About the author: (Goodreads): Richard Horatio Edgar Wallace (1875-1932) was a prolific British crime writer, journalist and playwright, who wrote 175 novels, 24 plays, and countless articles in newspapers and journals.
- John Minute, wealthy mining magante
- Jasper Cole, his secretary
- Frank Merrill, his nephew
- May Nuttall, Frank's girlfriend
- Saul Arthur Mann, The Man Who Knew
- Rex Holland, a mysterious person
- Henry Crawley, a.k.a. Smith, a policeman
- Constable Wiseman
Synopsis: Wealthy John Minute is home with his secretary, Jasper Cole; an amateur chemist. Jasper is interested in May Nuttall, a local mission worker; but so is Minute's nephew, Frank Merrill.
Meanwhile, a (unnamed) servant on his way to a job interview drops dead on the street. Constable Wiseman is standing over the body when Saul Arthur Mann appears, examines the dead man's pockets, and reels off a litany of facts about the person. Mann is "The Man Who Knows", who "collects facts as some men collect postage stamps". He runs an "information bureau", commonly known as a newspaper clipping service. He is the Google of his time. Similar to a newspaper morgue, news items are clipped and gathered and filed; and information sold to anyone who desires; usually Scotland Yard. Mann introduces a new twist - the news items are filed by number, not name; and only he has the index which reveals which number is used for each person.
After much discussion and positioning regarding wills, inheritances, and which suitor (Cole or Merrill) will get May Nuttall, John Minute is found shot in his home. Circumstantial evidence points to Merrill, who is tried and acquitted on a lack of direct evidence.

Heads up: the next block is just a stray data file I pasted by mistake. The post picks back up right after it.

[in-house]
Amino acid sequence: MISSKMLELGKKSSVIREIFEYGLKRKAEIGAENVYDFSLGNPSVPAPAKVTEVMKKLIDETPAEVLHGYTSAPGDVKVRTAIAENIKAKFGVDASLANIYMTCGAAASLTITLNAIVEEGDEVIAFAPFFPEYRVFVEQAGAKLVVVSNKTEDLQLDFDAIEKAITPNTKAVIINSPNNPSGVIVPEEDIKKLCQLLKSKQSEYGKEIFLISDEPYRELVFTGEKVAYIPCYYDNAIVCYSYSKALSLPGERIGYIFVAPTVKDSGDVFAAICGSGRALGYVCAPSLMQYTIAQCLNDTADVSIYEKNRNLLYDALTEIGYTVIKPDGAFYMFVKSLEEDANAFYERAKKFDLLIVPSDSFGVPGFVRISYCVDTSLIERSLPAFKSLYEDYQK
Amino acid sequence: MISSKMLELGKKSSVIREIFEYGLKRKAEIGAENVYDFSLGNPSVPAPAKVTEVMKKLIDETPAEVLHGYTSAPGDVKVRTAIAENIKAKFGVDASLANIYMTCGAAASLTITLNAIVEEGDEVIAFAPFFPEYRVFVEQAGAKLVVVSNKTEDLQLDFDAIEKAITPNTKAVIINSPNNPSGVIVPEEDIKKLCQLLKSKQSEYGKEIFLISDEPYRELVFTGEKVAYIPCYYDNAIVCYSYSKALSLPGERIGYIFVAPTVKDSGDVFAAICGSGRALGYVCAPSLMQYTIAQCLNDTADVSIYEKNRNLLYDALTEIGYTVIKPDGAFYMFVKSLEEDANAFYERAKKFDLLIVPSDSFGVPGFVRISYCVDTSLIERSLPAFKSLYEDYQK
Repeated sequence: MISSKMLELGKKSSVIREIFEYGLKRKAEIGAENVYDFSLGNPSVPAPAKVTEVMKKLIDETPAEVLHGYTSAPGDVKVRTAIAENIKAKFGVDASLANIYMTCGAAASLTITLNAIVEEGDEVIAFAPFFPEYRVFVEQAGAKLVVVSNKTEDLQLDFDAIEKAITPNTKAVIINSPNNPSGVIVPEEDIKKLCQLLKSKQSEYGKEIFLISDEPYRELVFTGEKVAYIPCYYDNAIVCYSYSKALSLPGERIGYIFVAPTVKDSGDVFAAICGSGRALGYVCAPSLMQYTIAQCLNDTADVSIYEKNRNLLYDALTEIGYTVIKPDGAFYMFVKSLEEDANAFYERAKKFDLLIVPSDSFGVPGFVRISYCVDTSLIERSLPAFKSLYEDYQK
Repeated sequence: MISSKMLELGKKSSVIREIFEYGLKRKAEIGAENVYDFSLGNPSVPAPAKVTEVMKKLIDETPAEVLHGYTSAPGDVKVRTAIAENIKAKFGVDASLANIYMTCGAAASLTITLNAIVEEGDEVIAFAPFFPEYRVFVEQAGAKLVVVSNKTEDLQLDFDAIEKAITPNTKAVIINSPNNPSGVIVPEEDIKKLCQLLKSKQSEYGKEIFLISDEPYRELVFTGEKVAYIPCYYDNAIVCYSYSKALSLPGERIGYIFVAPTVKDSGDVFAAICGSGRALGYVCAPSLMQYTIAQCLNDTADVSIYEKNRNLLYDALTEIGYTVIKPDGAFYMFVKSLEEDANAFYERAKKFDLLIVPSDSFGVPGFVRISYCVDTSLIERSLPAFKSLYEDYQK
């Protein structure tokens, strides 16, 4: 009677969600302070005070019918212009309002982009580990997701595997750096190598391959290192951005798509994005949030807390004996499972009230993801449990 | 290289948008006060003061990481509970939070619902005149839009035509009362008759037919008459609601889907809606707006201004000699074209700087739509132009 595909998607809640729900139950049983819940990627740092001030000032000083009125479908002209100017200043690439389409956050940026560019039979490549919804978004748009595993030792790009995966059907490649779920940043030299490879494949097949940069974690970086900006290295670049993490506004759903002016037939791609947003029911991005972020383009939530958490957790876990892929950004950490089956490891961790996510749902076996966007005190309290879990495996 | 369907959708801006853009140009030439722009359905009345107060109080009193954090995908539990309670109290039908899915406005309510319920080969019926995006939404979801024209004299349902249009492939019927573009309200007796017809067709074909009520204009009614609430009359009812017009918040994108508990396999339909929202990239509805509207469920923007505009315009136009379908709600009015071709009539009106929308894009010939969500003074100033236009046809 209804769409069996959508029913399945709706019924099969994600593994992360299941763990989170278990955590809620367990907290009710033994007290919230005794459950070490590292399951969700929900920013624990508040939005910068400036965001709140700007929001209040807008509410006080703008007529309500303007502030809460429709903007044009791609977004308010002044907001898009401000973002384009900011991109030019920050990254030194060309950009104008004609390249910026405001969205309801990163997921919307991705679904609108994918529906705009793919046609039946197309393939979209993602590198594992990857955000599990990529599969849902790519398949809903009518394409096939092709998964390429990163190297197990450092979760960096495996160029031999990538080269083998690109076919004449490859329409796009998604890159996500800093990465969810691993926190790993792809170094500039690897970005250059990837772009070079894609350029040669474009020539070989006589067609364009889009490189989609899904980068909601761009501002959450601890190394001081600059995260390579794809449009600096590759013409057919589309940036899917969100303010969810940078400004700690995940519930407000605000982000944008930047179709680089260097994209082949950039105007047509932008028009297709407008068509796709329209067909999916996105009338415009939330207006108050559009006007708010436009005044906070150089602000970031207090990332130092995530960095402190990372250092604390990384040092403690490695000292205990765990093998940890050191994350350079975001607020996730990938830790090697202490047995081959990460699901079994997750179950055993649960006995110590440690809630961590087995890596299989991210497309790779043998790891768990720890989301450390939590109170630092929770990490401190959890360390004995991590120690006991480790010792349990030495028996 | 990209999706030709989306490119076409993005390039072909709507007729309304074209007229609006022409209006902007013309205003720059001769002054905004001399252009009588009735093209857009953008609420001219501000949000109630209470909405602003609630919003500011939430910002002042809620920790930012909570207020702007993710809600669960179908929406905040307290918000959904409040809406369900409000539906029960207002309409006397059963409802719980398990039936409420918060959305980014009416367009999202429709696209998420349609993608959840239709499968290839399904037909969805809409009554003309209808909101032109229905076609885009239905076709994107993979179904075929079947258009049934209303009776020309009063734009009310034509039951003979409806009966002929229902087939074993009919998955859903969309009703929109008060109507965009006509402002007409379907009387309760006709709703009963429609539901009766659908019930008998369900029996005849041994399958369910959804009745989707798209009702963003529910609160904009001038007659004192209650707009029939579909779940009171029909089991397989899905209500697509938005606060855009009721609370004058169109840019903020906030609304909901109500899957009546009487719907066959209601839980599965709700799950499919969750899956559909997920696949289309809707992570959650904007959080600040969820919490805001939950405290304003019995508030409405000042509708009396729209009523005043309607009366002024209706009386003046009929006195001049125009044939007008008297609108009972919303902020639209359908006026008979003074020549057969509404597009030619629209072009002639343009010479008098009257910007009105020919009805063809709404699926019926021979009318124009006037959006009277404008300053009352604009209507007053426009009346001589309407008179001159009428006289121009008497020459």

Additional intrigues occur. Another servant (Feltham) dies, from inhaling poison. Jasper Cole has been keeping a second house in a sketchy part of town known as Silvers Rents; which has a ladder but nothing to climb to. There is another man masquerading around as "Frank Merrill" who bears an amazing resemblance. There is a quiet mystery woman who is kept under wraps. There is a corrupt cop (Henry Crawley / Smith) who has some hold over her.
Review: An excellent read, with many parallel mysteries all at once. Mann's information bureau is a fascinating look at informational archival pre-internet. Who has the role of the detective? Not Saul Arthur Mann, as you may expect. He ran down facts, but is shocked at the revelation of the murderer. It takes some plodding work by Constable Wiseman and a group denouément to get at the truth, and the complex solutions are worthy of Agatha Christie. This is the best Wallace I have read thus far.